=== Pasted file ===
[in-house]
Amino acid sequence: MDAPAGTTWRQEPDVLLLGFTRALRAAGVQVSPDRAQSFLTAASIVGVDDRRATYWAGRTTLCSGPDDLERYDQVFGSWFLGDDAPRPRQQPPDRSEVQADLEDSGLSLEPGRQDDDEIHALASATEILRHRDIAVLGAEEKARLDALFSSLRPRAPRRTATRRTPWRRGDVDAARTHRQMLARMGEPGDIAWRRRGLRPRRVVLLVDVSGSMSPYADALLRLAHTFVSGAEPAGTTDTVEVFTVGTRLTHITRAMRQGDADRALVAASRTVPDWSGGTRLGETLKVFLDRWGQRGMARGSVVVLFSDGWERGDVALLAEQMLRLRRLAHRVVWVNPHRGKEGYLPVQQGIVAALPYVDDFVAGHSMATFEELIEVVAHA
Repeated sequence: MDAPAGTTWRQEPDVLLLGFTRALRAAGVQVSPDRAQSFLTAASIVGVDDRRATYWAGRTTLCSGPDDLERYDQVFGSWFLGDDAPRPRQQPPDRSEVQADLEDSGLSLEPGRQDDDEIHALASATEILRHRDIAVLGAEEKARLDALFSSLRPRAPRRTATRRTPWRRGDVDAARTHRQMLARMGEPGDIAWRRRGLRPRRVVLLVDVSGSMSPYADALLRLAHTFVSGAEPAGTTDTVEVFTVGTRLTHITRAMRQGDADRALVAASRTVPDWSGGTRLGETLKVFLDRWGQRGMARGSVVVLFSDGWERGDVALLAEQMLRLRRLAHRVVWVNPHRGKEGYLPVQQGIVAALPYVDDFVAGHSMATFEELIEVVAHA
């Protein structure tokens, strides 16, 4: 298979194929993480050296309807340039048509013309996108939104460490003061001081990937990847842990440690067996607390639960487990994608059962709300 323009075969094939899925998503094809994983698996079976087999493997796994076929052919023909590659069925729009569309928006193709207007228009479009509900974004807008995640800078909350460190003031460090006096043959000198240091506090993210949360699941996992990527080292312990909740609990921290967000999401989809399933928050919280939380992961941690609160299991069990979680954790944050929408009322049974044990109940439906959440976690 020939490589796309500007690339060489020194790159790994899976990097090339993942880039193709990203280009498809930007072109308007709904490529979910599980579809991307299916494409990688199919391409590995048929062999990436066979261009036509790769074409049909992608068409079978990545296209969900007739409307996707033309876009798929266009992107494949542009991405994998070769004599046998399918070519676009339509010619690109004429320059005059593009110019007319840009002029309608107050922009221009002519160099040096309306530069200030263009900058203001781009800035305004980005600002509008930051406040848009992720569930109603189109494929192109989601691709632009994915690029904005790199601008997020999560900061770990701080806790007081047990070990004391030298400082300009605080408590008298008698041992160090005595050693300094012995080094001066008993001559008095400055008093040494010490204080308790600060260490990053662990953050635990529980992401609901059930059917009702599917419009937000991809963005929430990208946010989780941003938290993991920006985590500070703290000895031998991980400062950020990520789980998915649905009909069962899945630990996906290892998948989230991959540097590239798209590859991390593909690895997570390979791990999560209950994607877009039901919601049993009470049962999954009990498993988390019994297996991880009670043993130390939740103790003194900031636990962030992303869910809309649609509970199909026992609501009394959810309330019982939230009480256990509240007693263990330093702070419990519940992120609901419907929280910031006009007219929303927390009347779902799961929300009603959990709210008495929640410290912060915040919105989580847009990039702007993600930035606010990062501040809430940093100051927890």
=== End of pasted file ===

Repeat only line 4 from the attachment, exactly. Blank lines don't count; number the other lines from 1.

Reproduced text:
């Protein structure tokens, strides 16, 4: 298979194929993480050296309807340039048509013309996108939104460490003061001081990937990847842990440690067996607390639960487990994608059962709300 323009075969094939899925998503094809994983698996079976087999493997796994076929052919023909590659069925729009569309928006193709207007228009479009509900974004807008995640800078909350460190003031460090006096043959000198240091506090993210949360699941996992990527080292312990909740609990921290967000999401989809399933928050919280939380992961941690609160299991069990979680954790944050929408009322049974044990109940439906959440976690 020939490589796309500007690339060489020194790159790994899976990097090339993942880039193709990203280009498809930007072109308007709904490529979910599980579809991307299916494409990688199919391409590995048929062999990436066979261009036509790769074409049909992608068409079978990545296209969900007739409307996707033309876009798929266009992107494949542009991405994998070769004599046998399918070519676009339509010619690109004429320059005059593009110019007319840009002029309608107050922009221009002519160099040096309306530069200030263009900058203001781009800035305004980005600002509008930051406040848009992720569930109603189109494929192109989601691709632009994915690029904005790199601008997020999560900061770990701080806790007081047990070990004391030298400082300009605080408590008298008698041992160090005595050693300094012995080094001066008993001559008095400055008093040494010490204080308790600060260490990053662990953050635990529980992401609901059930059917009702599917419009937000991809963005929430990208946010989780941003938290993991920006985590500070703290000895031998991980400062950020990520789980998915649905009909069962899945630990996906290892998948989230991959540097590239798209590859991390593909690895997570390979791990999560209950994607877009039901919601049993009470049962999954009990498993988390019994297996991880009670043993130390939740103790003194900031636990962030992303869910809309649609509970199909026992609501009394959810309330019982939230009480256990509240007693263990330093702070419990519940992120609901419907929280910031006009007219929303927390009347779902799961929300009603959990709210008495929640410290912060915040919105989580847009990039702007993600930035606010990062501040809430940093100051927890």